Although they probably didn’t think about it in the beginning, London design studio Planning Unit scored big with a little idea. Originally conceived by the company’s co-founder Jeff Knowles.
Bird’s Eye View – Looking Down On Football Stadiums
Although they probably didn’t think about it in the beginning, London design studio Planning Unit scored big with a little idea. Originally conceived by the company’s co-founder Jeff Knowles, the plan was to put together a series of prints that represented a number of sporting arenas. The hook here was that the design would come from an aerial view of the venue.
English football stadiums were the first target and eventually all teams in the country – in all four recognised leagues – were produced. The process of recreating the designs is credited with Adobe Illustrator and includes piecing together images gathered from sources including Google Maps, Bing and Apple Maps. Each stadium was painstakingly reproduced showing the seating arrangements and most other details that set one stadium apart from another.
Plus, each print created was produced with each of the specific team colours. Talk about taking home field advantage to a whole new level!
What I really find so intriguing about this concept is that when you look at the finished product a lot of things become obvious. Well, at least to a graphic designer like me. I note that no two stadiums are exactly the same. Sure, the playing surface area may be the same dimensions from one field to another, but what surrounds each field is what gives a team its individuality.
The stadiums are actually architectural works of art. When you see how the seating arrangement is on one versus another, you begin to realise that real estate plays a role in the actual layout of your favourite team’s home field.
The Planning Unit project turned into t-shirts where very little is revealed about each stadium beyond the shape of the venue as viewed from high about centre field, maybe a street name but little else. True football fans should be able to recognise their home team simply with the t-shirt and print colours alone.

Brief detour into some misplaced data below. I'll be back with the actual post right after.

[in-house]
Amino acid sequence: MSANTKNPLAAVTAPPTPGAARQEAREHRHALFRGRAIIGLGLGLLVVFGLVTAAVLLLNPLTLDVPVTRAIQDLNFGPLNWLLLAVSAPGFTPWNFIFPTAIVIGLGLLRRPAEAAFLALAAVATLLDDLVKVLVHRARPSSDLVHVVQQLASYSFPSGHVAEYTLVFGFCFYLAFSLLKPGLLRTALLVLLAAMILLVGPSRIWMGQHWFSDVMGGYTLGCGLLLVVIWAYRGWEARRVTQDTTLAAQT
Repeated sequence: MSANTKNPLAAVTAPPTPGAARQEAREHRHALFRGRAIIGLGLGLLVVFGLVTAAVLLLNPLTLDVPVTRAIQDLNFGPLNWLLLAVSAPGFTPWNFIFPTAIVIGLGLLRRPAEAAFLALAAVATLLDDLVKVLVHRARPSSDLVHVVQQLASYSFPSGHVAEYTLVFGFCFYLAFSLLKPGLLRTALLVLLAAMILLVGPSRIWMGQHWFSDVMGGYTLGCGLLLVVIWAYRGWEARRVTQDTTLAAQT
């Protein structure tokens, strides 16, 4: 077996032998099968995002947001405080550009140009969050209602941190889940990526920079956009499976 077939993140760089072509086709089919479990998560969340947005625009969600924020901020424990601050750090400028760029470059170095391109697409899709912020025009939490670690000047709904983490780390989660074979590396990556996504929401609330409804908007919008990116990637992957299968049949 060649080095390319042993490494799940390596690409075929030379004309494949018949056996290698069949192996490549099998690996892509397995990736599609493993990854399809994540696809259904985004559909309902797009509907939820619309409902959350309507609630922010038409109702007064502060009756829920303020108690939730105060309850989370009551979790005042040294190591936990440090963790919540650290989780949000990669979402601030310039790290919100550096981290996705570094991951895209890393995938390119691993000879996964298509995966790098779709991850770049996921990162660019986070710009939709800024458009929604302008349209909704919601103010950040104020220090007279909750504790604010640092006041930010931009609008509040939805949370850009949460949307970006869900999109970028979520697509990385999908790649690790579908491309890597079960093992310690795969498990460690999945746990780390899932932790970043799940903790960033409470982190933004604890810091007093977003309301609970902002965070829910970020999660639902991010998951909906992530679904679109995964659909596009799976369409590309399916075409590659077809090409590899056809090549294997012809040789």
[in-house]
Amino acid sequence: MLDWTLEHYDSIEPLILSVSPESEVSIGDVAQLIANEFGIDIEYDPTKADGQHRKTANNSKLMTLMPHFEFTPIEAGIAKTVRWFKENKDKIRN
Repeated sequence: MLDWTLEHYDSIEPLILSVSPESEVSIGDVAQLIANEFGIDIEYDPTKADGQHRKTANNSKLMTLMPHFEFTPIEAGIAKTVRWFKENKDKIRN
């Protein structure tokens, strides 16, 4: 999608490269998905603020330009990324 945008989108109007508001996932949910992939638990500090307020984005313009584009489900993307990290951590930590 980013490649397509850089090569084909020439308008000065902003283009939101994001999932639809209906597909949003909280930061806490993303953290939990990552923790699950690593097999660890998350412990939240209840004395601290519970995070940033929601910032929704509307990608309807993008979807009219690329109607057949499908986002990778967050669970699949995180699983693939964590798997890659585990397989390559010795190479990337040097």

That translates into iconic in my mind.
I’m trying to compare this to branding for marketing purposes and as I have stated many times over, a logo or brand that can be identified with a glance is what every business should be striving for.
You can bet I can identify the Manchester Utd stadium t-shirt and print with little effort and that is the point where Planning Unit wins the match. There’s even an online presence where you can see all the present stadiums that have been documented.
But there is more.
Nike actually commissioned Planning Unit to go ‘stateside’ and create the same imagery for all of the NCAA college football team stadiums. These were used for t-shirts and other marketing efforts by the teams.
It’s a project that won’t be reaching the final whistle anytime soon as prints have been updated to show current stadium layouts – in cases where some have had renovations. There’s also a book in the works.
But for now, you can spend time during intermission searching the online database on the Tumblr page to locate your local football stadium.
Such a lovely place, such a lovely place. Not. Rarely does an album cover become more famous than the band itself. But this could be said about The Eagles’ 1976 album Hotel California. Their fifth studio album was not just their best-selling, but one of…